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Than is my deed to my most painted word.
Oh heavy burden!
Pol. I hear him coming; let's withdraw, my Lord.

(Exeunt all but Ophelia,

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Ham. * To be, or not to be? that is the question.--
Whether 'tis nobler in the mind, to suffer
The flings and arrows of outrageous fortune ;

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4 To be; or not to be?-] Of them, and by opposing end them, this celebrated soliloquy, which though ferhaps with the loss of bursting from a man distracted life. If to die, were to sleep, no with contrariety of desires, and more, and by e Peep to end the overwhelmed with the magni. miseries of our nature, such a. tude of his own purposes, is con- fleep were devoutly to be vishet'; necied rather in the speaker's but if to sleep in death, be to mind, than on his tongue, I dream, to retain our powers of shall endeavour to discover the sensibility, we must pause to conttain, and to shew how one fen- fider, in that sleep of death what timent produces another. dreams may conre. This considera

Hamlet, knowing himself in- tion makes calamity so long en: jured in the most enormous and dured; for who would bear the atrocious degree, and seeing no vexations of life which might means of redress, but such as be ended by a bare bodkin, muft expose hin, to the extremity but that he is afraid of someof hazard, meditutes on his situ- ching in unknown futurity? This ation in chis manner: Before I fear it is that gives efficacy to car form any ralio al schem- of conscience, which, by turning act on under this pr:jure of dif- the mind upon this regard, chills trejs, it is necessary to decide, the ardour of resolution, checks whether, after our present ate, the vigour of enterprise, and we are to be or not to be. That makes the current of defire lag. is che qestion, which, as it shall nate in mnactivity. be aolivered, will determine, We may suppose that he would whether 'i; noller, and more have applied these general obsuitable to the dignity of reason, fervations to his own cafe, but to Juffer the ou rages of fortune that he discovered Opbelia. patiently, or to take awans against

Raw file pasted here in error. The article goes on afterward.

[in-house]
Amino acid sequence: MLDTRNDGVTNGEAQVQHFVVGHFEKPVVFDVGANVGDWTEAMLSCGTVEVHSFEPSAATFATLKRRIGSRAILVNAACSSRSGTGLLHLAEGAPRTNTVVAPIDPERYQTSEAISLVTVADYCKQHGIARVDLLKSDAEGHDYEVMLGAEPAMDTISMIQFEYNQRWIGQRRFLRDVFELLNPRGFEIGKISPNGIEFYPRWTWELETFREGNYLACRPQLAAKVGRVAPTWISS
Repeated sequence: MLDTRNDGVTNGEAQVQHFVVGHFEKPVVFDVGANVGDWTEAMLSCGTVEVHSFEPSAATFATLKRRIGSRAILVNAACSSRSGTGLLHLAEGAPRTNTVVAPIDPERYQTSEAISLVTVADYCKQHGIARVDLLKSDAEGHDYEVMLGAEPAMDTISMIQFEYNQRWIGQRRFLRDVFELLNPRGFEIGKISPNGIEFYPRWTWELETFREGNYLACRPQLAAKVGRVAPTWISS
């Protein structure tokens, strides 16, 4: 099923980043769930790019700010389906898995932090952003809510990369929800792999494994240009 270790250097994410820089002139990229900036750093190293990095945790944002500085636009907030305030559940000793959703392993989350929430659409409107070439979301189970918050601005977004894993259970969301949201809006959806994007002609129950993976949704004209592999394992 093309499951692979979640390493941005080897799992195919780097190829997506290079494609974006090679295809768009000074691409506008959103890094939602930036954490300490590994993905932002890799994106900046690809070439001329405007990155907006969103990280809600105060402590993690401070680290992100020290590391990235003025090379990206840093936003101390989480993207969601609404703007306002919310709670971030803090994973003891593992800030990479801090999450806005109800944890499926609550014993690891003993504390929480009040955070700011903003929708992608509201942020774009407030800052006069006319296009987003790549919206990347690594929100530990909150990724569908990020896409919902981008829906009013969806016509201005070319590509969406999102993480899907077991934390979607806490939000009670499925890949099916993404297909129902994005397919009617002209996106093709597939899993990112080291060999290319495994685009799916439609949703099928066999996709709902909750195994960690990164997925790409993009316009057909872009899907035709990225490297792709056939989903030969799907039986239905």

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s Or to take arms against a sea of troubles,
And by opposing end them? -To die,--to sleep
No more ; and by a sleep, to say, we end
The heart-ache, and the thousand natural shocks
That flesh is heir to ; 'tis a confummation
Devoutly to be with’d. To dieto sleep-
To Neep? perchance, to dream. Ay, there's the


For in that sleep of Death what dreams may come;
When we have shuffled off this mortal coil,
Must give us pause. There's the respect,
That makes Calamity of so long life.
For who would bear the whips and scorns of time;
Th'oppressor's wrong, the proud man's contumely,

1 he


5 Or to take arms againjt A

I doubt whether the corrapSEA of troubl!:,] Without tion of this passage is not more question Shakıf ear wrote, than the editor has suspected.

ag inft Assail of troubles. Whips and scorns have no great i, e. 'assault.